An official website of the United States government
Here's how you know
A .mil website belongs to an official U.S. Department of Defense organization in the United States.
A lock (lock ) or https:// means you’ve safely connected to the .mil website. Share sensitive information only on official, secure websites.

Navigating through another week of Combat Control School

  • Published
  • By Tech. Sgt. Todd Wivell
  • 43rd Airlift Wing Public Affairs
Editor's note: Some combat control instructors and all students are identified by their rank and first name only. This is part six of a 13-part series.

Imagine being stuck in the woods, not knowing where you are, trying to find your way out and not knowing a great deal about navigation. You are given the tools to succeed, blocks of training and instruction, maps, compasses and global positioning systems. Now imagine you are wearing a 90-pound ruck sack and it is night time. Finally imagine you must get to a predetermined location within an allotted amount of time and if you fail to do so, your career could be over.

This is what the 16 remaining trainees of Class 09-003 successfully completed during week six of their 13-week training at the Pope Combat Control School.

"The students spend one week in the classroom learning basic map reading skills, how to find points on a map, how to plan routes, how to use a GPS and finally how to properly use the compass," said Staff Sgt. Eric, a CCS instructor. "They are taken through a crawl, walk and run process in the field so they can properly apply what they have learned in this class."

The trainees spent most of the week in field conditions in the woods of Fort Bragg navigating a predetermined compass course. They started with learning the course with the instructors. The instructors walked them through the woods, showing them points on a map and how they find where they are actually located.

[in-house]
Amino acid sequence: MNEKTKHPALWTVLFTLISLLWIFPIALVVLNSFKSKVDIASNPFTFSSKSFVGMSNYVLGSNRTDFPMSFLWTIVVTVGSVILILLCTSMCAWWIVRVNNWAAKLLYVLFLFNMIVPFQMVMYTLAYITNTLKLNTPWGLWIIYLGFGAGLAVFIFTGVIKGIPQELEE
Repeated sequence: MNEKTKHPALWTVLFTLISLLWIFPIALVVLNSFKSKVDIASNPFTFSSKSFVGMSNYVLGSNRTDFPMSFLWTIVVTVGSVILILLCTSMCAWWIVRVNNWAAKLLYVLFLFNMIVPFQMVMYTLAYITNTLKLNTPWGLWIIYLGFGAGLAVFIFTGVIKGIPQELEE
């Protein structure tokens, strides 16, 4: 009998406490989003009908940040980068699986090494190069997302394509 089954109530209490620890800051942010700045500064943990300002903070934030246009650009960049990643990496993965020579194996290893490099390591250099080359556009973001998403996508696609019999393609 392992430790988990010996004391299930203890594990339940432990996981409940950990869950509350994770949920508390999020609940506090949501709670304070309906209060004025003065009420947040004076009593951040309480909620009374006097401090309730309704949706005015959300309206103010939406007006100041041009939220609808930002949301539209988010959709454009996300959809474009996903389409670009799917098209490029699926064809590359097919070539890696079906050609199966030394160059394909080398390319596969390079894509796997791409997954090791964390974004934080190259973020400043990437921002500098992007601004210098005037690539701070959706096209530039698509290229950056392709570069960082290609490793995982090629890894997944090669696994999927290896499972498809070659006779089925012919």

The next day and a portion of the following day, the trainees continued to walk and navigate the woods of Fort Bragg but this time without instructor assistance. During this portion they were given a GPS course in which they had their compasses taken away and were forced to use their GPS's only. Along with this they had to learn to navigate a night course and had to be picked up at first light.

"Only two out of five teams made it all the way through the night portion," said Sergeant Eric. "The class then moved on to a one-man practice course where they had to navigate by themselves for the first time. All of the students did pretty well with a small handful not completing the course in the allotted time.

"The following day was their practical test where they had to navigate from point-to-point and were allowed only one instructor assist. We had four failures of this first test. When a student fails we separate them from the rest of the team, and give them four hours of specialized individual assistance to get them up to speed and correct any misunderstandings about how to properly use the tools we provide them for navigating. The last day was their reevaluation. Three of the four students passed. One failed due to his inability to complete the course."

This trainee was the last of three removed from training during week six, bringing the number of trainees down to 16 for Class 09-003.

"The other two trainees encountered sports related injuries that restricted their ability to carry heavy loads for long distances on uneven terrain," said Senior Master Sgt. Sean Gleffe, Commandant for CCS. "It was my decision, based on medical evaluations, to pull them from this class in order to rehabilitate, get strong and start with Class 09-004 in June.

"The field portion of land navigation is very physically demanding and potentially would have 'broke' these two trainees for an undetermined amount of time. Being pulled from your team is hard for these young men to swallow, but in the big picture their dreams of earning the red beret are still alive."

Speaking of the teamwork concept, during the land navigation course the students had to work individually for the most part but in the end, it lead to a successful team accomplishment.

"Usually the students are required to perform mostly as a team," said James Morello, a CCS instructor who was special operations weather when he was on active duty. "This block of instruction was one of those times that they had to perform as individuals to succeed and help their current class and future combat controller teams to come.